Did Resume Man play the "riot and fear mongering card in Y2k

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http://www.koyote.com/users/stheller/y2kletr.htm -- Responses to Y2K Letters to the Editor from Steve Heller

Apparently I struck a nerve with a letter I wrote to Upside magazine about a moronic Y2K article they published a few months ago, because I got a response from the author. First, here is my letter as sent to the magazine: "Who's Afraid of the Y2K?": A very ill-considered article on the Y2K problem

This article is so full of errors and misleading statements that it's hard to decide where to start debunking it, so I guess I'll just begin by pointing out that it is a myth that any major commentator on Y2K claims that "cars will stop dead in their tracks" or that "airplanes will fall out of the sky".

Second, the statement that "the likelihood of any major social upheaval resulting from power outages or financial system failures (if any indeed occur) appears exceedingly small" is, to be charitable, naive in the extreme. Consider, for example, the results of the 1977 blackout in New York City, as cited in http://blackout.stg.brown.edu/archive/looting_predictors/looting_predictors_228.html :

"Minutes after the Blackout began, men in trucks equipped with chains and hooks were being paid by crowds to rip off the iron gates and fences that protected neighborhood stores. Within fifteen minutes, stolen goods were being offered to neighborhood residents who were on the streets or stranded in apartment buildings without elevator service."

As to the likelihood of such failures, the Alliant Energy power company page on buying a backup generator (http://www.alliant-energy.com/alliant/y2k/brochure/outages.htm) indicates that Alliant doesn't think it's out of the question. Are power companies known for being doomsayers about electricity?

Third, the notion that "Our society is ripe to be scared spitless about this Y2K thing" is completely contrary to my experience and that of others who are trying to warn friends and relatives about this problem: most people aren't interested, don't believe it's possible, or just shrug it off with "Bill Gates will fix it." In fact, you're likely to be considered crazy for even suggesting taking steps to prepare for such a disaster.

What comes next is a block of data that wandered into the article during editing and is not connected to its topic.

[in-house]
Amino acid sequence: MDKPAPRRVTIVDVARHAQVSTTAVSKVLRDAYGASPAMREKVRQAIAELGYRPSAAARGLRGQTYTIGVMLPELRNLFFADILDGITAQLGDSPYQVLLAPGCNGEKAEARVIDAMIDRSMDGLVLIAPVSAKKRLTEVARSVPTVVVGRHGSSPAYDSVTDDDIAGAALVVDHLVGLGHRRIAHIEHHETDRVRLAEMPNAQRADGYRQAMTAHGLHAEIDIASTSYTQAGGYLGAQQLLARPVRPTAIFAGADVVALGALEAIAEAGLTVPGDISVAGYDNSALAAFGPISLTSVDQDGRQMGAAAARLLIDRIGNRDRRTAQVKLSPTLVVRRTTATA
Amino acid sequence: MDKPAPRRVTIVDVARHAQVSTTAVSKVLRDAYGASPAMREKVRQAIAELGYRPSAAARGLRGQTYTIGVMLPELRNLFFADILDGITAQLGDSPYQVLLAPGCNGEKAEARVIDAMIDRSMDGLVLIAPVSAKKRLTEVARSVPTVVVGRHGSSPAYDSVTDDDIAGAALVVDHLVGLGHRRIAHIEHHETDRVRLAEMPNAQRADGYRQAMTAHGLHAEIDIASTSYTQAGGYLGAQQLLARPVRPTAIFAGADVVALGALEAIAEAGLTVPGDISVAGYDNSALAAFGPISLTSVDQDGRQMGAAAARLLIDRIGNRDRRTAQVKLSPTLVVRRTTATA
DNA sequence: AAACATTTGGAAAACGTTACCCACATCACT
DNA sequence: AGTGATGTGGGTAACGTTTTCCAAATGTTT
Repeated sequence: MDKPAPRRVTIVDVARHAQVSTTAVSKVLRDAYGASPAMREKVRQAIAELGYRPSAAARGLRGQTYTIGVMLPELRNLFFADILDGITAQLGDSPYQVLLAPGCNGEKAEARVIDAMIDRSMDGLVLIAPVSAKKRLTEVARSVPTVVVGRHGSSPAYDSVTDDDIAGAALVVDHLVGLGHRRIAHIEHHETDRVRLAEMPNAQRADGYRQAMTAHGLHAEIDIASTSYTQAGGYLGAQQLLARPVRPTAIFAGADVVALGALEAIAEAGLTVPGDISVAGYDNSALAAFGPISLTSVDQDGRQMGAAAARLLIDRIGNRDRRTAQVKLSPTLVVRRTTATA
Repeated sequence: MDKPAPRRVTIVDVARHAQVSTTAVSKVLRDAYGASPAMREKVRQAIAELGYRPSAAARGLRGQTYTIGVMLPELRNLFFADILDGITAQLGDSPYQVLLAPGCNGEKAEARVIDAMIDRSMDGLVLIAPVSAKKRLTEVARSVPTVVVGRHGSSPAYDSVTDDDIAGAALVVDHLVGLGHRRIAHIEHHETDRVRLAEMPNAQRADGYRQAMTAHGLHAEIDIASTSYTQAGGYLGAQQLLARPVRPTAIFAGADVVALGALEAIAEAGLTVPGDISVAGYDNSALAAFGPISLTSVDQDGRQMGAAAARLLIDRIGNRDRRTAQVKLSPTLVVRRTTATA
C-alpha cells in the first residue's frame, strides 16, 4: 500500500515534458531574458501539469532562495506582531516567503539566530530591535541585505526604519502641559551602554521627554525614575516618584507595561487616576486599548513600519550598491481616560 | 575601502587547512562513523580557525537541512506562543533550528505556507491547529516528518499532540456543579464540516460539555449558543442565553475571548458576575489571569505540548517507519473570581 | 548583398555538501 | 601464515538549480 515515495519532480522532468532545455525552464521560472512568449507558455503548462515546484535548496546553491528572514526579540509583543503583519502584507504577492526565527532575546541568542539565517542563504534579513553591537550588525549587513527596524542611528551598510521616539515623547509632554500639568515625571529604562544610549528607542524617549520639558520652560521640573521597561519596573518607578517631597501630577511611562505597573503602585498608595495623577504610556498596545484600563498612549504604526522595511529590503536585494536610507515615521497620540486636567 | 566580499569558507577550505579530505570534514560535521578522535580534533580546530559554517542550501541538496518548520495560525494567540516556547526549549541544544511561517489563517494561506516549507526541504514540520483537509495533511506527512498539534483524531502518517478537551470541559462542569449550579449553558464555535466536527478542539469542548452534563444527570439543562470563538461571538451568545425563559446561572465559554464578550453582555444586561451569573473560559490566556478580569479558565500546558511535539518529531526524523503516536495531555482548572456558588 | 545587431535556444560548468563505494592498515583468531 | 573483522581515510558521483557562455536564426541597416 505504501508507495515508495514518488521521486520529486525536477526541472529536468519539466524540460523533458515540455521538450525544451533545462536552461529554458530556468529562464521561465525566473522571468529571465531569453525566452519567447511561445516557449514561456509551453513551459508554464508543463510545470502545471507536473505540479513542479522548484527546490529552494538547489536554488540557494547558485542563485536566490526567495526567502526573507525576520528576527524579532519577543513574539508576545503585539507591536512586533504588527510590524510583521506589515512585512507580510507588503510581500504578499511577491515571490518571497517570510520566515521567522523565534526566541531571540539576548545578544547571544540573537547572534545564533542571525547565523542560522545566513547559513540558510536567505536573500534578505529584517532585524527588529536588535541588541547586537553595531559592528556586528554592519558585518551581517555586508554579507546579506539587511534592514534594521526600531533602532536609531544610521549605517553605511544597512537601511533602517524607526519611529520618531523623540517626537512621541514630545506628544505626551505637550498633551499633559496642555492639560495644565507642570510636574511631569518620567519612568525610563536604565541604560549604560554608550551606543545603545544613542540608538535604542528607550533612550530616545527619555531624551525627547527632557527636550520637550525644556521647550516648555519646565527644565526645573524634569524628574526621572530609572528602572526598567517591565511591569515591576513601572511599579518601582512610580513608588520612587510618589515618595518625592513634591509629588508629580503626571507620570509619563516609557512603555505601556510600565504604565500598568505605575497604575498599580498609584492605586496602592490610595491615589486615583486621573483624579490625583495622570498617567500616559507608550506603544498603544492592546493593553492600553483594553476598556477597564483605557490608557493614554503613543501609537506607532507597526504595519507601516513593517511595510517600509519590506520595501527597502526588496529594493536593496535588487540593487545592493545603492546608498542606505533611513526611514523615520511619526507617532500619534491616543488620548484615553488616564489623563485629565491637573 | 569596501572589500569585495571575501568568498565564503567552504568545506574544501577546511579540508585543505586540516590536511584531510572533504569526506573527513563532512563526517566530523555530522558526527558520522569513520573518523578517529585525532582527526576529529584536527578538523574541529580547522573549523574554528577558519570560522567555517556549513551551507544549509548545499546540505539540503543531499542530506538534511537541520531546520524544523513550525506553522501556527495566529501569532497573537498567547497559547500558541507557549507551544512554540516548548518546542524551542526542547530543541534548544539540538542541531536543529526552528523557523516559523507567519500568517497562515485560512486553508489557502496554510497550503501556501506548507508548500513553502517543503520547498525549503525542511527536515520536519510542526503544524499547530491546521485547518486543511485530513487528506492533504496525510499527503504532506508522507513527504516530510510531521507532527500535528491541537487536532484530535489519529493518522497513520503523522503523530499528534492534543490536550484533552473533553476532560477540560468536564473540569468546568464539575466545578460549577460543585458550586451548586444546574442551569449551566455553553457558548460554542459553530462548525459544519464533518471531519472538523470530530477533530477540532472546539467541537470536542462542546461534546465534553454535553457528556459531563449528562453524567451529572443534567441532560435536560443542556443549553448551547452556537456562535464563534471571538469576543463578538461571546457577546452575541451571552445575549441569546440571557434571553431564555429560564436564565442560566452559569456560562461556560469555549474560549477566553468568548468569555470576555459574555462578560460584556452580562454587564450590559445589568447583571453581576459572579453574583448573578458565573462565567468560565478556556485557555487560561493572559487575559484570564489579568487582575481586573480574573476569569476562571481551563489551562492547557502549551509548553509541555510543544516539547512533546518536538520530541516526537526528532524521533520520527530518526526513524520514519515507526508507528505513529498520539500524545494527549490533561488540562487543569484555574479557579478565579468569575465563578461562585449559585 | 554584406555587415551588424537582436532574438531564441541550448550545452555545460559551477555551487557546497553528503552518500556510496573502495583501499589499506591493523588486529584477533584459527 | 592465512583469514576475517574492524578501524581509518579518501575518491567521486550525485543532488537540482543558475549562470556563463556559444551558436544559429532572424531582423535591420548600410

Finally, I object to the implication that only those programmers with something to sell are predicting social upheaval. I have almost 30 years of programming experience, and I have no Y2K-related products or services to offer. Nevertheless, my prediction is that we are facing the end of Western Civilization. How does Mr. James explain that?


Here is his message, along with my response. Please note that he does not answer ANY of my major points, but quibbles over whether one commentator has mentioned car or airplane failures, and over the meaning of "the end of Western Civilization". Unfortunately, this is par for the course.

On Wed, 3 Mar 1999 01:23:19 EST, Geoffrey James wrote:

>There aren't going to be any power outages because power systems - contrary to >popular belief - don't crash when they detect a bad date record. In fact, I >doubt if there are any computer operating systems coded since 1955 which crash >when they get a divide-by-zero, which about the most serious system error that >could happen as the result of a bad date check.

No, but power systems very well might shut down if their transmission line control software gives them incorrect information which causes them to try to feed a very large (or very small) demand. Vibration monitoring equipment can also cause a shutdown: see http://www.y2ktimebomb.com/PP/RC/rc9819.htm for details and a link to the manufacturer's site.

>The truth is that while >certain kinds of record processing may fail and that bad records might corrupt >a database and consequently damage a company's operations, the likelihood of a >system crash is negligible, especially in the case of power systems, which are >wholly redundant and can be run by hand.